"You're good though?" I asked.

"Running and texting in a parking lot at night... I should've been paying attention." He reached for his phone, still face down on the ground next to my tire. When he flipped it over, his shoulders slumped. "The screen's totally fucked."

"Bummer." I said, containing my mini-morsel of glee.

"I'll be fine. I can still go get it fixed if I hurry."

"G'luck! Take it easy." I said as he receded back into night. Then I headed home.

As I drove down PCH, the adrenaline from the accident drained out of me, and the rest of my passions followed. I replayed the day's events, which took on a veneer of deadened malaise: hitting the David of the Uncanny Valley with my car, Andrea's tits and armpit hair, entropy and the carmine splatter and Gravity's Rainbow, then the bleak serenity of suburban life after emotional exodus for the rest of the drive.


I was wiped. I headed straight to bed and turned out the lights, but the dark didn't help. I was still wired-awake, trapped at the show. Casey was still introducing me to that Nobody Special, and I was still feigning modesty, and the Nobody Special was still loving Infinite Jest. I was stuck confessing to never having finished it, knowing he'd do the same and feeling too good about it when he did. I was still fearing someone—the Nobody Special or some stranger emerging from a hidden corner—might rub their chin, inspecting, and say, "I don't remember ever hearing about you or seeing you around, and I'll have you know, sir, David and I were very close." I was still newly relieved that as I left Sanctum, the lie lived on, undefeated and unchallenged. Yet again, I was still there with the Nobody Special, sealing the deal—"David would've loved you."

What deal? How many times will I tell this lie?

There was no hope for sleep, so I grasped around for the lamp switch. I turned on the light to find David hanging from the ceiling, dead. His eyes were matte-dry and too open, and they stared straight into me. My body was a magnifying glass, and David was a hot, burning, hanging sun beaming through to my occulted necrosis, black humours boiling in me thick as tar, and I barfed all over the place, black humors by the gallons. I became a bruise. I tried to leave him there, but he wouldn't be left. Then he floated down to the floor and stood tall, taller—perfect giant lording over me—then dripped kool-aid red marker from pop-stigmata wounds, then was a zombie of a David, not really David at all anymore. And I still loved him. The fact of his zombie daymare-ness, or that we'd never met, or that I'd never made it through his magnum opus, or even the troubling rumors about his love life—none of it mattered.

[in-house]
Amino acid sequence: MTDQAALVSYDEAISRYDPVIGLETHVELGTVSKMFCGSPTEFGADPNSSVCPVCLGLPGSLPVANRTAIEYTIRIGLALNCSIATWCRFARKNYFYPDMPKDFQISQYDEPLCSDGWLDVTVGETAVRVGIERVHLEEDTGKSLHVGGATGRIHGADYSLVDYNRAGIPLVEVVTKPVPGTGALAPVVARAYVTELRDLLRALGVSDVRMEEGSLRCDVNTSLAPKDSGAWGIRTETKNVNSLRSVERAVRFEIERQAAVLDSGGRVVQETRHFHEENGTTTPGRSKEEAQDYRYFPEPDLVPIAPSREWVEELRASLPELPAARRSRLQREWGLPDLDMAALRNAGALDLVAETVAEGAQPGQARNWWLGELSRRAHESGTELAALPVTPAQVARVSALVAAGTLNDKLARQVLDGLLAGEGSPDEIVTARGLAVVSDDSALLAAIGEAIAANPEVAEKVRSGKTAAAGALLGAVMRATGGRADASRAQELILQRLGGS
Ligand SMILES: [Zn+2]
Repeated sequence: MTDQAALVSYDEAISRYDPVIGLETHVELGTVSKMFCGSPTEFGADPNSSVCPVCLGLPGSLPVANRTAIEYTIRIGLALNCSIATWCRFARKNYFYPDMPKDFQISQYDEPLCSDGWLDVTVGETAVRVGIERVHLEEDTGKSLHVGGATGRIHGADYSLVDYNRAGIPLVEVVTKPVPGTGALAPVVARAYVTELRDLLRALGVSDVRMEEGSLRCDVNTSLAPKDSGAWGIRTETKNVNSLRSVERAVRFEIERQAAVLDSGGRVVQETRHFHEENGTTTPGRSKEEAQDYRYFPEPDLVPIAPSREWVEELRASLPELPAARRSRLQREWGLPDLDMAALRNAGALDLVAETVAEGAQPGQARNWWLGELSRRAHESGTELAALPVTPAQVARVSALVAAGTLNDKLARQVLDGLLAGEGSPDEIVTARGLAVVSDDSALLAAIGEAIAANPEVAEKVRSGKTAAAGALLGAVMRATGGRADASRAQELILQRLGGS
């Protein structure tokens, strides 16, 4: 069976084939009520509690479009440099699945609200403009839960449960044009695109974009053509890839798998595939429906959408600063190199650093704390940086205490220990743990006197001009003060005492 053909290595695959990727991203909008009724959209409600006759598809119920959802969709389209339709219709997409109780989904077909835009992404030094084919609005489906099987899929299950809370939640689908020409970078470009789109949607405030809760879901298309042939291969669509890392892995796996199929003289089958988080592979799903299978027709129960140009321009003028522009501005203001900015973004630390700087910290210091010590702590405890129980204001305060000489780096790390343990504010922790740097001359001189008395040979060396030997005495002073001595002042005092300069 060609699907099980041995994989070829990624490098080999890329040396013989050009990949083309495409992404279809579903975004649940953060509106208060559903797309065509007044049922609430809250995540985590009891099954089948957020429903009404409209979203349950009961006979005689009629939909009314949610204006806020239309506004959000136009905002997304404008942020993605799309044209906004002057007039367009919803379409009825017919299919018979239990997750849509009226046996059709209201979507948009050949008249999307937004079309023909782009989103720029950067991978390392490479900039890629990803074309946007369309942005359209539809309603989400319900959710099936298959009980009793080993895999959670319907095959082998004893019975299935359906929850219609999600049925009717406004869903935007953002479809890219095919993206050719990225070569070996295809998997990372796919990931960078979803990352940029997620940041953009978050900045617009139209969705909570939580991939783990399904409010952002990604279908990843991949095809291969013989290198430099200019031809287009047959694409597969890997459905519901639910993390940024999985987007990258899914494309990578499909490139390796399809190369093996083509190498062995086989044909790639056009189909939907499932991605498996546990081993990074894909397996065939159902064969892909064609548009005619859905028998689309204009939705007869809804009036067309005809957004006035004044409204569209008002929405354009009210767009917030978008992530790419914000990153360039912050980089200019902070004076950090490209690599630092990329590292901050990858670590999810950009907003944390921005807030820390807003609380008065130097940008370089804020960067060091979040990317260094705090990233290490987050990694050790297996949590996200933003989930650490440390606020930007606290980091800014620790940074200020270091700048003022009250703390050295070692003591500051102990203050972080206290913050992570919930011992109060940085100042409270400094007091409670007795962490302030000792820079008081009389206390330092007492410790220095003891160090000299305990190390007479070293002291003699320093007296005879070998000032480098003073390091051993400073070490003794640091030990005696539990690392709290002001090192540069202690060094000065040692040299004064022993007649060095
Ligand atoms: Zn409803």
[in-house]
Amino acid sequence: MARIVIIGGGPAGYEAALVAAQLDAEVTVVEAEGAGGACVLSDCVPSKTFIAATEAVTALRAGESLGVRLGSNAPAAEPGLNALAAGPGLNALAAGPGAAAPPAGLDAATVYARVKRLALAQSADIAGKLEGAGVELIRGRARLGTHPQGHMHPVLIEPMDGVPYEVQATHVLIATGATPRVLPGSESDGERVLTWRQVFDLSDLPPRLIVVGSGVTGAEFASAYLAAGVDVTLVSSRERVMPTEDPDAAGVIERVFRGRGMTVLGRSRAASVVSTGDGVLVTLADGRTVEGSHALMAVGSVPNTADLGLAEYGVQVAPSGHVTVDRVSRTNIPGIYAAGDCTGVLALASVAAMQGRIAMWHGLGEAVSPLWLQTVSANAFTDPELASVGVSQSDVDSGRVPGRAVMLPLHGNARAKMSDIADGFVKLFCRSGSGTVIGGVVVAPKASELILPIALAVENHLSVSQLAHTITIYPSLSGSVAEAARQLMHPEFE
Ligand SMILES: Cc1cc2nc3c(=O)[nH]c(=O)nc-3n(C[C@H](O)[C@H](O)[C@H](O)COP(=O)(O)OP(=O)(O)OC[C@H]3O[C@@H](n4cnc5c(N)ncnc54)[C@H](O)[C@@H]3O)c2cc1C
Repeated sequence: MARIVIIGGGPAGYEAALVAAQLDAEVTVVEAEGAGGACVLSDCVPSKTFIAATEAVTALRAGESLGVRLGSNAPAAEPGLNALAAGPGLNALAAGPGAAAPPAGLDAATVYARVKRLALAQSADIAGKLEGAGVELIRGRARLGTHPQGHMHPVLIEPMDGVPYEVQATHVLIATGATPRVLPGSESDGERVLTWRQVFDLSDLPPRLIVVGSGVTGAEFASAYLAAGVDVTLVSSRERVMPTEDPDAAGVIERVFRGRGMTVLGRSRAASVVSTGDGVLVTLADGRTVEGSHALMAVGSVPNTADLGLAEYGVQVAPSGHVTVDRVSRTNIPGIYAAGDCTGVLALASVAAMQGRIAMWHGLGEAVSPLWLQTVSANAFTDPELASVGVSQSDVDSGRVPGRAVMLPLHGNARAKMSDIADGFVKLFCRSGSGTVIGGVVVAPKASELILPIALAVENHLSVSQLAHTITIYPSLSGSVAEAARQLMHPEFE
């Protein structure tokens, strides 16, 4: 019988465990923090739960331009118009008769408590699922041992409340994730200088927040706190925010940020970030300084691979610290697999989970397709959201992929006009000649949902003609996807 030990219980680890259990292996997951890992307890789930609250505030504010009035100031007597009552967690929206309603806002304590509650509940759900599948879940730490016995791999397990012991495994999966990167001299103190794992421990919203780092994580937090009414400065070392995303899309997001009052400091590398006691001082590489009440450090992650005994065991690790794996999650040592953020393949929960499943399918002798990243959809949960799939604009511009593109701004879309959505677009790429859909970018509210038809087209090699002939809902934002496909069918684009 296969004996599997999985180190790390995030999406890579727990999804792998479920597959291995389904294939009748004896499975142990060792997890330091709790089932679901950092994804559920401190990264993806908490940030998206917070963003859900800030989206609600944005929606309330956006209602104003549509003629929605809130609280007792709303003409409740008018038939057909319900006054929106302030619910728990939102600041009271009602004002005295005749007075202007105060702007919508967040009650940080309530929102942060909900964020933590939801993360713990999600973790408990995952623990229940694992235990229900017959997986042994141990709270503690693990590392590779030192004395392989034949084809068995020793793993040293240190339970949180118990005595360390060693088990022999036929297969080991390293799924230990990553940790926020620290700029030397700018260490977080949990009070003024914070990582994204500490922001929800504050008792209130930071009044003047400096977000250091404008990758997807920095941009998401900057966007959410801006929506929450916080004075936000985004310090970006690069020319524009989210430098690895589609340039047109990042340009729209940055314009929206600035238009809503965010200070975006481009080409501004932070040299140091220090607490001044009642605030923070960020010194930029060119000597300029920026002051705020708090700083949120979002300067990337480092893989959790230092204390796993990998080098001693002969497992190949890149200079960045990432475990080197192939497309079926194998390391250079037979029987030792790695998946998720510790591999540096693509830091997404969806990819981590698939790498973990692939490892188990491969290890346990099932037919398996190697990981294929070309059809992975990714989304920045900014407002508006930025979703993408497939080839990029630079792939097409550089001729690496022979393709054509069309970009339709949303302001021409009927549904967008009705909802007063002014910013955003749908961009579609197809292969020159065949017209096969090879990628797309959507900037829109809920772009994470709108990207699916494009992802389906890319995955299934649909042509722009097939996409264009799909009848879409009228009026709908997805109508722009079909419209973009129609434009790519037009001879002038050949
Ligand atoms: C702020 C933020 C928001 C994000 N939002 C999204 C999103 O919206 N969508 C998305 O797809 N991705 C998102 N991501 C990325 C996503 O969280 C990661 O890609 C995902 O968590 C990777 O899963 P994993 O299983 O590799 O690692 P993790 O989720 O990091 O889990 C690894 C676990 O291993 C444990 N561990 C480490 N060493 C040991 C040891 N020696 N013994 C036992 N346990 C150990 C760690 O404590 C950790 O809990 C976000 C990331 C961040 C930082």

"I know it's wrong to love you like I do," I blurted out.

He just put his hand over my face, smothering, and squeezed hard. I pried at it, but it was way too strong. He juiced me for apologies, and they came, dribbling and tripping—they stampeded over themselves, trying to get out all at once. I choked on them, needing air, but they kept up their discharge until the promise came out.

"I'll never tell the lie again."

And he turned from zombie-David back to book-jacket-David, but then he looked at me like I look at me. He hated me, so I took vengeance on him for staking claim to the secret, precious object of my contempt. I had to. Caught off-guard with no time to prepare a proper retaliation, the best I could do was to take back my apologies and the promise, and I told him he was a shitty writer and said a bunch of other stuff it felt great to say but kills me to remember saying. My fists passed right through him for a desperate moment, then he left. He took his time, too. I watched from the floor as he walked out the front door and closed it like I was a napping baby he wanted not to wake, then he locked it. Then the black-humor puke evaporated and melted into the floorboards. I grabbed a beer from the fridge, and under the acute pain of shame, popped it open and texted Andrea.

"I lied abt DFW."

She never texts back right away, so I spread myself across the couch and turned on The Purge, but I couldn't really pay attention to it. I kept zoning out. I imagined being outside on a killing spree. I imagined gearing up for it, teaming up with Casey and the look on his face when I turn on him and he starts to run. I imagined cutting off a ballsack keepsake from my Sanctum-bathroom nemesis. I imagined getting purged by David, his smile vermillion with my blood splashed across his face, my last living memory.

Then Casey walked in alone, wrecked.

"What happened to you?" I asked.

And he said his girlfriend dumped him but he didn't know why, and he asked if I thought he should try to win her back.

I knew it was awkward to confess in response. "I didn't know David Foster Wallace—never even met him. I shouldn't've said all that stuff."

He just walked past me in a daze. He patted me on the shoulder as he disappeared into his room.

Andrea texted me back. "Freak. STG." With a GIF of a baby recoiling from something.

"David would've loved you." I whispered to her text.

"Still on for Fri?" she added. I sent her a meme of Kim Jong Un's head photoshopped onto a Leather Daddy's body with a little nuke where his junk should be. I put "send nukes" under it. She started to reply but then stopped. "Fri @ 4." I typed, and sent it. She thumbs-up'd my message and by accident, I swiped-on the camera and the screen fed back to me my own oblique facsimile from below.

"David would've loved you."

How many times?